The Two Little Gia Girls




It has never been easy for me to forge friendships with women.

Or even understand women.

I grew up feeling that women were weaker, and therefore had to work extra hard to be strong and equal to a man. But no matter how hard she worked, she wasn’t ever going to quite measure up. After all, how could she? This was how women were designed. This was their role? This was part of how she operated under the burden of her gender. So why not embrace that? Why not be proud of that? Why not fight for the right to be feminine: meek, quiet, and giving of all the care and affection?

Now, I need to be clear and explain that absolutely no one in my life taught me these ideas or lead me to feel as if they were truth. They were my own sad observation as a skinny little girl living with four brothers.

But here’s the secret:

Even though I thought these things and tried hard to accept them, there was another skinny little girl standing with arms crossed and spine straight, glowering at the other skinny little girl who thought herself weak. She was always yelling, “Who are you kidding? We both know that you’re the strongest of all!”

I watched my mother stand with spine straight and arms folded against the odds all her life. I saw strength in her, more strength than I saw in the men around her. She had this quiet resolve to rise up and conquer. She fought for a life and made it strong and tall…

And that stubborn skinny little feminist inside me jabbed the other skinny little girl and was constantly saying, “See that! That’s strong! That’s a woman!”

It has been a hard road for me to discover and accept feminism. I am just now starting to openly and publicly embrace it without fear. Even though the two skinny girls are starting to grow into one, not-so-skinny Gia, I still worry. Strength is scary, after all. It has power. Power can be good, or it can be bad. The trick is figuring out how to handle your new strength. Don’t grip things too hard or you might break them. Don’t pick things up so possessively or you might shatter them. Don’t love people too hard or you might smother the life out of them. Don’t be fully yourself or you might scare people—you might be too much.

Once in a while, I circle back to those skinny girls and I stare at the one full of fear and envy of her mother’s success at conquering adversity. Why did she feel like a failure? What was it that kept her feeling as if she HAD to put herself down and be less than? What was it that made her feel she should let others do that to her as well? And I realize it’s the pain. It’s the fear. It’s the possible rejection, the humiliation, the loneliness…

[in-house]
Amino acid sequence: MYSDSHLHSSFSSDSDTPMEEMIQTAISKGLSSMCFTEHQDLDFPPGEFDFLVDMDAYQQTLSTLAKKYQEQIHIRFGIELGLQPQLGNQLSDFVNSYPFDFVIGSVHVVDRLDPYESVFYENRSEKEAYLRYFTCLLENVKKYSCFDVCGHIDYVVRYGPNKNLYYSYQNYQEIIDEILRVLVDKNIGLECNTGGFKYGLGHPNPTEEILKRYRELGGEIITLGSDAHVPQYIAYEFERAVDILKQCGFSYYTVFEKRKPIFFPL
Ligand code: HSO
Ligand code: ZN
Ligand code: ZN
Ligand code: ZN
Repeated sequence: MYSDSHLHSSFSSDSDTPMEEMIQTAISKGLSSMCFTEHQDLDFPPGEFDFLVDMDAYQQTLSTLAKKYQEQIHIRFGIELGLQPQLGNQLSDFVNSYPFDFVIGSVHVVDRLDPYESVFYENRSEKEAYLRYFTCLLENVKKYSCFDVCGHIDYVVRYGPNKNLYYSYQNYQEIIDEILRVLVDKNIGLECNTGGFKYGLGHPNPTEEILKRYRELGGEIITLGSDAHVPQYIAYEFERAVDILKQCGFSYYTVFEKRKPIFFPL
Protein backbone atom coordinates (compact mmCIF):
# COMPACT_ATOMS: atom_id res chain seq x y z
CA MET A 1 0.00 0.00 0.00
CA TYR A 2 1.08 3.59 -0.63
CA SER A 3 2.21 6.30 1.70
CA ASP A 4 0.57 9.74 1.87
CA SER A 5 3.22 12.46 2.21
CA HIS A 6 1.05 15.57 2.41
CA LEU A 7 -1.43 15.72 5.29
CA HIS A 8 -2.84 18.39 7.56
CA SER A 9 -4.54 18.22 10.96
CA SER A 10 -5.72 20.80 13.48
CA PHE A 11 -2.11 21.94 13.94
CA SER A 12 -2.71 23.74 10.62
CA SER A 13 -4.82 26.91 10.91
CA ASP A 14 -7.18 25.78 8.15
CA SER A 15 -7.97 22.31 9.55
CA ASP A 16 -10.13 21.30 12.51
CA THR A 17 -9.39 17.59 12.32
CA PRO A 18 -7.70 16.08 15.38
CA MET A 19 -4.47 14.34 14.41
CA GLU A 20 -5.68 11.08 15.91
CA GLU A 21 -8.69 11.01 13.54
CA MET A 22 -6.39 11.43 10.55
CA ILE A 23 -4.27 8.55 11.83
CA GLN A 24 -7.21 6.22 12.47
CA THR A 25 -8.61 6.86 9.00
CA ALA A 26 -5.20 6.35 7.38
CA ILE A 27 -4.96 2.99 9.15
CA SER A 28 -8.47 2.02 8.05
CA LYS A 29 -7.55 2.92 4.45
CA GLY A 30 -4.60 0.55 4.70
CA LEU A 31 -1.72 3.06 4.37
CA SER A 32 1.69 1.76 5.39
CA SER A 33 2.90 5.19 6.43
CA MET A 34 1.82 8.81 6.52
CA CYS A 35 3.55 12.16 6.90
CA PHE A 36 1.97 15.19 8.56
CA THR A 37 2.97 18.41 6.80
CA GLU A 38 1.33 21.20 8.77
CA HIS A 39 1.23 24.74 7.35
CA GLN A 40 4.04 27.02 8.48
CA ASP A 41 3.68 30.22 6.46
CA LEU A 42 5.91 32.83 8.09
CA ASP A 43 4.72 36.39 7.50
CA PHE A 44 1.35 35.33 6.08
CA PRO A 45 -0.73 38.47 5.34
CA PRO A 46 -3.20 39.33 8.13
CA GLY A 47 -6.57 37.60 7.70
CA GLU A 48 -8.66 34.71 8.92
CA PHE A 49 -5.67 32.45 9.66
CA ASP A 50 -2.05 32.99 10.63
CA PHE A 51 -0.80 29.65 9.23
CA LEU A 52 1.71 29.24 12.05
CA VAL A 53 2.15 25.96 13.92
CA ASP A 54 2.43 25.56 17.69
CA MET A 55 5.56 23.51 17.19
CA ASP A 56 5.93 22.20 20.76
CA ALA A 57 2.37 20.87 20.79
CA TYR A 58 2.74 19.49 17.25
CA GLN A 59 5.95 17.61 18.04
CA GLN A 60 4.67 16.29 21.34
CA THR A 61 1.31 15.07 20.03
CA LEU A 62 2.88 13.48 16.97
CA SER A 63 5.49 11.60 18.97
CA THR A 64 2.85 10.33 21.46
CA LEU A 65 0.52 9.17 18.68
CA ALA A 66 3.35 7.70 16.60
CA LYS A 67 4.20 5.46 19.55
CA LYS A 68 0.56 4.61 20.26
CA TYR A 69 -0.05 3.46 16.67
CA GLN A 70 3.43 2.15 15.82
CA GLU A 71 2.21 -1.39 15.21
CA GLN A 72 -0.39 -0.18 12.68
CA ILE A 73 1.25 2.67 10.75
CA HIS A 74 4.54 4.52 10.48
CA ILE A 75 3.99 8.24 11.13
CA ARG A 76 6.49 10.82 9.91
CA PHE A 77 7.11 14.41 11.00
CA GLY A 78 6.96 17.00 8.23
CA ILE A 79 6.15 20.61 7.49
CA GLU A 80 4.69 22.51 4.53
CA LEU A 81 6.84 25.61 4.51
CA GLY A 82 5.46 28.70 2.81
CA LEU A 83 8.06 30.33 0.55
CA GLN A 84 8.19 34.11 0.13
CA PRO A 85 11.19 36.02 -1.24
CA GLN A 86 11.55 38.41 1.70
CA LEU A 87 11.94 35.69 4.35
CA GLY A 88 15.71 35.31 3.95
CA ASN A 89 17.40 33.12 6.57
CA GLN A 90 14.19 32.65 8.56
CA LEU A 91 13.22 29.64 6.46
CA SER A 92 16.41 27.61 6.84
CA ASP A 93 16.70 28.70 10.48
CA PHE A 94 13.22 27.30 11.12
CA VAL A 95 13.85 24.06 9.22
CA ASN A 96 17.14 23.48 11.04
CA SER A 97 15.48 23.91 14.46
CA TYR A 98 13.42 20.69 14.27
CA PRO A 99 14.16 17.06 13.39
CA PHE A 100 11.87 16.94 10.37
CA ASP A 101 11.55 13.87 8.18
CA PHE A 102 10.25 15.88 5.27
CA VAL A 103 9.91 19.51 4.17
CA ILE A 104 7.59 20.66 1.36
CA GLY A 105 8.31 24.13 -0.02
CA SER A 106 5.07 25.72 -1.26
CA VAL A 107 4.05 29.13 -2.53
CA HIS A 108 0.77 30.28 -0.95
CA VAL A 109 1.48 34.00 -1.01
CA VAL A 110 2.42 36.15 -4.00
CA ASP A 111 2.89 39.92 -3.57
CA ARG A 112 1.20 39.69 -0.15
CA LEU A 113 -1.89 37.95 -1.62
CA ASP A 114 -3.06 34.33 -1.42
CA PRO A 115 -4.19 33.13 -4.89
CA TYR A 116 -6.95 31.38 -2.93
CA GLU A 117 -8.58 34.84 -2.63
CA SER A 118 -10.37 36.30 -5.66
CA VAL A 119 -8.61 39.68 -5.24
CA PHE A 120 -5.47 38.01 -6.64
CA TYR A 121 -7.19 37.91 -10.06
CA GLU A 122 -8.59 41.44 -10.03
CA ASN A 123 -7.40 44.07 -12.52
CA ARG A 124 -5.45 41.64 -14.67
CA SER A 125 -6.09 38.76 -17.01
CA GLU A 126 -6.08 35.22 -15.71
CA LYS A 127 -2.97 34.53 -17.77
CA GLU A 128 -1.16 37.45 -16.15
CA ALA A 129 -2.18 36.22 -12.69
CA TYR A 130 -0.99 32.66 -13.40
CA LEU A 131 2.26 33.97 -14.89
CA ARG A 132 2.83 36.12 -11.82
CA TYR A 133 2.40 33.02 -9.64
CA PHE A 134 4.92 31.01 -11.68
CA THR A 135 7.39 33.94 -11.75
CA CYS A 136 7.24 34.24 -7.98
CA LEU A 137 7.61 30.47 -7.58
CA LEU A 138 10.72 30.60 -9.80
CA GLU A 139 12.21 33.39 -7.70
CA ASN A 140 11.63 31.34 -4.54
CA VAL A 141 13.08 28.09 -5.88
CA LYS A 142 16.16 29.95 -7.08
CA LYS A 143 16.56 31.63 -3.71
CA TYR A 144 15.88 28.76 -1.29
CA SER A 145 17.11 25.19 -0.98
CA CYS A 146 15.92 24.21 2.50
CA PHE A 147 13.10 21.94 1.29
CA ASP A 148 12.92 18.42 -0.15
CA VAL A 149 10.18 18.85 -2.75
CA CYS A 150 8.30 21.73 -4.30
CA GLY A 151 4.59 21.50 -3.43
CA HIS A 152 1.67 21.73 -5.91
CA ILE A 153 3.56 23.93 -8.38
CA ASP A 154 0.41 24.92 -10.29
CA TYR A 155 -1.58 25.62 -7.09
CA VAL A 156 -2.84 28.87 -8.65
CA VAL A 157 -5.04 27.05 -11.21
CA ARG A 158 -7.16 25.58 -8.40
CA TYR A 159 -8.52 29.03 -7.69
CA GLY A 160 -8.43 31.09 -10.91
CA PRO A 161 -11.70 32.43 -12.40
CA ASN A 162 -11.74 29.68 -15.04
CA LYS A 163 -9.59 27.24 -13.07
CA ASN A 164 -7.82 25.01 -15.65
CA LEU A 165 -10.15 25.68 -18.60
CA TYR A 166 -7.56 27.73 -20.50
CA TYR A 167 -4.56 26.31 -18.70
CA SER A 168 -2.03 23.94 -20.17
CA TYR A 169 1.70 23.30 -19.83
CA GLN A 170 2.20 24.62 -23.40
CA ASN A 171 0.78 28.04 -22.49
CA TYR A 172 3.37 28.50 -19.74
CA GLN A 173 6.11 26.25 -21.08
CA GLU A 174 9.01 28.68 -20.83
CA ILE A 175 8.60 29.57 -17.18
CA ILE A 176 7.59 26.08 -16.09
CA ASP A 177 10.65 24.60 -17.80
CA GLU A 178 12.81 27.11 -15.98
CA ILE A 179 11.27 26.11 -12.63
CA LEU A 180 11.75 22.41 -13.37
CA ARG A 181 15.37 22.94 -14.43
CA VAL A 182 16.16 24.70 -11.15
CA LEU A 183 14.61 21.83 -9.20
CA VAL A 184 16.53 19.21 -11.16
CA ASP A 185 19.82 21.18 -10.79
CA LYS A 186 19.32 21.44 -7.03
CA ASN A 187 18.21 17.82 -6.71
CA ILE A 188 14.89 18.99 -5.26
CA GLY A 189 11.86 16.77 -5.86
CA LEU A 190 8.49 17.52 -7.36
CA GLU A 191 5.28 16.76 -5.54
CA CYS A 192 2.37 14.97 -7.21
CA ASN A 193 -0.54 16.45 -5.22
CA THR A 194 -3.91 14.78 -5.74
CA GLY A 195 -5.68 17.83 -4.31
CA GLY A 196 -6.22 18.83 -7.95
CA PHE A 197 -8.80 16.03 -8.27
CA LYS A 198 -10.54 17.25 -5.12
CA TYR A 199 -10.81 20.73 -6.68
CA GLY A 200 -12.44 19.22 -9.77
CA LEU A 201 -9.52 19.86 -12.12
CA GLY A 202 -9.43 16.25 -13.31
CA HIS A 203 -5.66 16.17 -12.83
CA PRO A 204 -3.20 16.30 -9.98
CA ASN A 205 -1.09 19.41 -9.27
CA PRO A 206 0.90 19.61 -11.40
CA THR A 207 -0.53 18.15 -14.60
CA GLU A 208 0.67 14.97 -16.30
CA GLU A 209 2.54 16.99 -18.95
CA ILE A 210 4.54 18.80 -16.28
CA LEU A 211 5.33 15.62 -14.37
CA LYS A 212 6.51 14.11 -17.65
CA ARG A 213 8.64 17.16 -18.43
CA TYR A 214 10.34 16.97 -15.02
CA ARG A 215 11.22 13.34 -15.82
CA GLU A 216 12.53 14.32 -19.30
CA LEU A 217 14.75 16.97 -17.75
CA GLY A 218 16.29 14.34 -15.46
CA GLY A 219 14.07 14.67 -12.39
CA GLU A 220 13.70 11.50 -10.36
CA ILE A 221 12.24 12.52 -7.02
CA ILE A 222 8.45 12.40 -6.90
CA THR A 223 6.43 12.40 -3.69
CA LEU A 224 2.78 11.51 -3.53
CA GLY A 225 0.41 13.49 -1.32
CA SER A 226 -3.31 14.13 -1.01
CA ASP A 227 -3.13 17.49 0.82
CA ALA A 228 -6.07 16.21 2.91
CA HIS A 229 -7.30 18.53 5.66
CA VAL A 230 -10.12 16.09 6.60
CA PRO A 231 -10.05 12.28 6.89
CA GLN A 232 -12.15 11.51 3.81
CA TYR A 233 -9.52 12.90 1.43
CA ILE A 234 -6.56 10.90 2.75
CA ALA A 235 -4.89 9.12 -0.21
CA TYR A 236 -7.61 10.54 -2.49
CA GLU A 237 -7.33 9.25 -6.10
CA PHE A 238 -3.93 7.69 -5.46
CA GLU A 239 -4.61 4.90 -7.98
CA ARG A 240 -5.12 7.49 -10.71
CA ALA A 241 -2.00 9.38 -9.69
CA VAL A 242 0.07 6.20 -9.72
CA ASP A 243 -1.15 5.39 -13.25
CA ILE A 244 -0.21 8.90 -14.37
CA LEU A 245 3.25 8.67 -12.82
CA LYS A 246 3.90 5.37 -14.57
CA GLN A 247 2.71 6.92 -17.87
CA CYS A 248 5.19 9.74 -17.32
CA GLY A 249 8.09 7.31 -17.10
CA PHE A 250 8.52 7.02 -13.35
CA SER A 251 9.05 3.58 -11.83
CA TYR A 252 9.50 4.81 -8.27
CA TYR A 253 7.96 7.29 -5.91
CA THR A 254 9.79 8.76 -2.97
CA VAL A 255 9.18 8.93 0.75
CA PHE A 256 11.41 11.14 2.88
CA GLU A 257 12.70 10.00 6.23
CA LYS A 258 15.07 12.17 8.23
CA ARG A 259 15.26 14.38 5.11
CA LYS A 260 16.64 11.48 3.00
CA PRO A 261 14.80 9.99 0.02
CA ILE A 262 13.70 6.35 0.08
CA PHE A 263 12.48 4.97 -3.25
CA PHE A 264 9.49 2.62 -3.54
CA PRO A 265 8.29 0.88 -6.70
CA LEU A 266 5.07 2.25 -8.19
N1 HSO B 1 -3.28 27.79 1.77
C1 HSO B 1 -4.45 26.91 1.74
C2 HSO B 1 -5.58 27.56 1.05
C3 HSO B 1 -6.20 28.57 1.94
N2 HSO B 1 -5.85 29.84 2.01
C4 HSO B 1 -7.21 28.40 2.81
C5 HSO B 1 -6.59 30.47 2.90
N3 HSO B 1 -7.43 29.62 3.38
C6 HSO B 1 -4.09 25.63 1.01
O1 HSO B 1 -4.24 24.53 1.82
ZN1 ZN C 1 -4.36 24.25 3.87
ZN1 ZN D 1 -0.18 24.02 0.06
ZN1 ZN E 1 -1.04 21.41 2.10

It can be much easier to be small and hidden away, weak and cloaked in shame
. People don’t notice you hiding in a dark corner, cowering, arms hugging yourself tight…

But people always notice the woman with the straight spine walking into the room with her chin held high. And sometimes, people hate that woman. She’s too tall. She’s too strong. She’s too sure. She’s too happy and content and capable. That woman is dangerous. She challenges those of us still hiding in the corners to get the heck out of there. And that’s the bad part; even though we think we can’t be seen hiding in our shame and fear, that woman sees us. She levels us with her eyes and she holds a hand out to us. “Stand with me,” she beacons…

This is it. We have to choose…
We either look away and bury our face in our hands—letting the fear completely swallow us up.

We can either stand up and take her hand—feeling the warmth of light on our face…

Or we can look at her and find hatred and resentment in our hearts for that woman.

 ***

Today, I’ve just now switched from strong black coffee to cucumber water. I am wearing cut-off leggins and a flannel shirt. My hair is a day old and in a pony tail I shaped with my hands in lieu of a brush. The house is a mess. The toddler puked all over my bed clothes last night. The cat shattered my screen on my phone. There is nothing exciting or strong happening in my normal life today…

But, the Feminist Gia inside me?

Well, she is burning up with light and warmth and openness. Even with dishes in the sink and cat poop outside the dang litter box, she will work hard not to tear down other women. She will promise herself every single day to rise up and seek light rather than sink low into the dark. It isn’t easy…especially with all the puke and cat poop and ants making a buffet out of the Popsicle someone let melt on the kitchen counter.

But an old man just came to my door. I wasn’t expecting him and I felt insecure about the fact that I was still chewing the last of my hasty lunch and that my hair was coming out of my pony tail. He didn’t seem to notice. He asked me what I did for a living. Instead of feeling small and shrugging, “I’m just a mom,” I lifted my chin and answered, “I’m a writer. I’m a photographer, and I love to take care of my children.”

Slap hands, Feminist, Skinny Gia.

You are growing.

We all are.

~Gia

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